|Place of origin||Japan|
|Main ingredients||Water, agar|
Originally a Japanese dessert known as mizu shingen mochi (水信玄餅), the dish was first created by Kinseiken Seika Company in Yamanashi Prefecture near Tokyo, Japan in 2014. Mizu means water and shingen mochi is a type of sweet rice cake (mochi) made by the Kinseiken company. The year prior in 2013, the creator wanted to explore the idea of making edible water. The dessert became a viral sensation and people made special trips to experience the dish.
Darren Wong introduced the dish to the United States in New York City at the April 2016 Smorgasburg food fair. Shortly after, London restaurant Yamagoya worked four months to develop another version.
The dish is made from mineral water and agar; thus, it has practically no calories. The water from the original dish was obtained from Mount Kaikoma of the Southern Japanese Alps, and it has been described as having a sweet taste. The agar is a vegetarian/vegan alternative to gelatin that is made from seaweed. After being heated, it is molded and cooled. A molasses-like syrup, called kuromitsu, and soybean flour, called kinako, are used as toppings. The dish appears like a transparent raindrop, although it has also been compared to breast implants and jellyfish. The largely tasteless dessert melts when it enters the mouth and it must be eaten immediately or it will melt and begin to evaporate after twenty minutes.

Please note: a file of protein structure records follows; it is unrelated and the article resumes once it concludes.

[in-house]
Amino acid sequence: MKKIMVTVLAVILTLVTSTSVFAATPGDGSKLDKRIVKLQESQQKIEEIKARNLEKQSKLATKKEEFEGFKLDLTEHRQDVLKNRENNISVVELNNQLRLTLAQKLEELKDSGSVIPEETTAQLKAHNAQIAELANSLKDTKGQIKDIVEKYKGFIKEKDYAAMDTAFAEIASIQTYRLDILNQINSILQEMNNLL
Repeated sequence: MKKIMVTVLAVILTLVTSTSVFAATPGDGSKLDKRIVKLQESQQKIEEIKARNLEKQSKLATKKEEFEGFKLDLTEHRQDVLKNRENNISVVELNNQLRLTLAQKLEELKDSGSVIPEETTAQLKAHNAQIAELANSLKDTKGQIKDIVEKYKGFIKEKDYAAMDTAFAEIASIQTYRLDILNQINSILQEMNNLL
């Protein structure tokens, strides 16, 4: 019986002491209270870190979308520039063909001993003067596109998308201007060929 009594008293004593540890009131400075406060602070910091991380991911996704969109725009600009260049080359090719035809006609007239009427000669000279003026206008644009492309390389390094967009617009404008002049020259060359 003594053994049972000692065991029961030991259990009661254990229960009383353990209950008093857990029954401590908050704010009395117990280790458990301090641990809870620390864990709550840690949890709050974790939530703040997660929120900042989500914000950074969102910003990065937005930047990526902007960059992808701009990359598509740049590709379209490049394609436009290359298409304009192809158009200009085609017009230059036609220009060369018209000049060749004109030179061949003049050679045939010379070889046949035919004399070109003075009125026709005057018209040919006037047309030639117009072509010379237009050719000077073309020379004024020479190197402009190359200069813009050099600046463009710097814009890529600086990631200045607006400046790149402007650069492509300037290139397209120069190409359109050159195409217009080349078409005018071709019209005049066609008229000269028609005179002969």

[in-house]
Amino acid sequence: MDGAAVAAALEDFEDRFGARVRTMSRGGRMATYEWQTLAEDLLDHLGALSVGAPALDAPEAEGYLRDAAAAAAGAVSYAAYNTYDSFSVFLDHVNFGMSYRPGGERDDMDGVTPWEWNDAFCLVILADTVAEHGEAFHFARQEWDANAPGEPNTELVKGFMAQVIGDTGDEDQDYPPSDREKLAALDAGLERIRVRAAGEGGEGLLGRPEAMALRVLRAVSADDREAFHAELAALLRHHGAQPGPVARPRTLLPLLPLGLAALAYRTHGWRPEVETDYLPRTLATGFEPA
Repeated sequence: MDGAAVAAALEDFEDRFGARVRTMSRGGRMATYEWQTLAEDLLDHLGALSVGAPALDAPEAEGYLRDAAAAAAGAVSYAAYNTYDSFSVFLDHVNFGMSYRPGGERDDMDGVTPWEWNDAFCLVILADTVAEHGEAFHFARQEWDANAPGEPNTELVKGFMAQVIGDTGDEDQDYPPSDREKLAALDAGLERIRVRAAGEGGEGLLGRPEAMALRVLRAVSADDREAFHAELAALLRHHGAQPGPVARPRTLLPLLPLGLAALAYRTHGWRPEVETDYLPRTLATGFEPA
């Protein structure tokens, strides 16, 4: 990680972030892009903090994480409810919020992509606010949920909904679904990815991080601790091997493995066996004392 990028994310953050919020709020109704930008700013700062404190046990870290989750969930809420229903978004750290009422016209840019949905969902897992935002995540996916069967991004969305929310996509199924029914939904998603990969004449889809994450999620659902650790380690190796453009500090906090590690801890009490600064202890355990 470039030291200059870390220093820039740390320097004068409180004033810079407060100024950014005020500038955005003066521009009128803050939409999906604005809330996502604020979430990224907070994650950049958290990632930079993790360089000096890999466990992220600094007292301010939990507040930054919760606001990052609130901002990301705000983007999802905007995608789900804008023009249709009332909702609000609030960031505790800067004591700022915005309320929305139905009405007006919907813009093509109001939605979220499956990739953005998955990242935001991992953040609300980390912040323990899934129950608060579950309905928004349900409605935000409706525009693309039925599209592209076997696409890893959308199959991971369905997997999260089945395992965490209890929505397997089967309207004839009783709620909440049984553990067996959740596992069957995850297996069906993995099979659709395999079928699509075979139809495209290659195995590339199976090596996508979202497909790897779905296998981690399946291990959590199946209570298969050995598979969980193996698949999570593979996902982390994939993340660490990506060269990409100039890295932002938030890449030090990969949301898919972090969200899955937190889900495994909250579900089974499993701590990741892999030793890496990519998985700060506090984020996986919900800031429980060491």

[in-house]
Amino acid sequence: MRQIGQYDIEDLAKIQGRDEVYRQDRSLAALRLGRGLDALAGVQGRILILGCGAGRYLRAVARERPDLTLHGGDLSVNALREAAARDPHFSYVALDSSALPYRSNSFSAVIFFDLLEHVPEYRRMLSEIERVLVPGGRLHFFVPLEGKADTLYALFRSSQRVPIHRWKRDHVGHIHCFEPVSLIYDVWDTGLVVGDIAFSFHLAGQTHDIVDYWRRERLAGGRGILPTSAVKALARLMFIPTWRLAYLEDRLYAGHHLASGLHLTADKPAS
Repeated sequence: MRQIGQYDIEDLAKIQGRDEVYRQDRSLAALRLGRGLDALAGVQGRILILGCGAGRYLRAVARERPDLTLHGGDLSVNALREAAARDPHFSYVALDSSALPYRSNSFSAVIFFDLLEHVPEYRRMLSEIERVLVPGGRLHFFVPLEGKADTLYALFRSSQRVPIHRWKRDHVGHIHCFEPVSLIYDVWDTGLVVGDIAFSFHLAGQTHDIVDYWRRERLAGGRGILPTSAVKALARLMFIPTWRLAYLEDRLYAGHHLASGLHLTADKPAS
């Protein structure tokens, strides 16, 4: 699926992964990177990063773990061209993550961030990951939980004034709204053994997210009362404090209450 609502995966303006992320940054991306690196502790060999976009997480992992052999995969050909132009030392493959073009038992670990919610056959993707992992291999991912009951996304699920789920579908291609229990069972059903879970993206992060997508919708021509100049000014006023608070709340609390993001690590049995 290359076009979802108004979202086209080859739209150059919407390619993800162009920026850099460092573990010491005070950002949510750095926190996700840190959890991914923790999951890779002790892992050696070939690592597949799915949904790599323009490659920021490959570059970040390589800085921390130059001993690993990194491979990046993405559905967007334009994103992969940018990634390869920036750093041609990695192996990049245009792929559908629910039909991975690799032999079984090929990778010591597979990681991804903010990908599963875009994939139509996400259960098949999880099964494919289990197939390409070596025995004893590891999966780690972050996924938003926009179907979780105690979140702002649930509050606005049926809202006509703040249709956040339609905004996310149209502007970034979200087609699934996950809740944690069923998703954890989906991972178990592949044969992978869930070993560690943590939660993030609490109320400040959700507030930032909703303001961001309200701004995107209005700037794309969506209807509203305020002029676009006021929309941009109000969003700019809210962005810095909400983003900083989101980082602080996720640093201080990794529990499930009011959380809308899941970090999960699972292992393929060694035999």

- Maitland, Hayley (2018-08-14). "Everything You Need To Know About Raindrop Cakes". British Vogue. Retrieved 2018-08-16.
- "Mizu Shingen Mochi: Water You Can Eat?". Japan Info. Retrieved 2018-08-16.
- "What is a Raindrop Cake – How to Make a Raindrop Cake". Delish. 2018-03-13. Retrieved 2018-08-16.
- Strutner, Suzy; Aiken, Kristen (2016-03-31). "Get Ready, This Magical Raindrop Cake Is Coming To America". HuffPost. Retrieved 2018-08-16.
- "Raindrop Cake Making Kit". Raindrop Cake. 2017-08-08. Retrieved 2018-08-16.
- Media related to Raindrop cake at Wikimedia Commons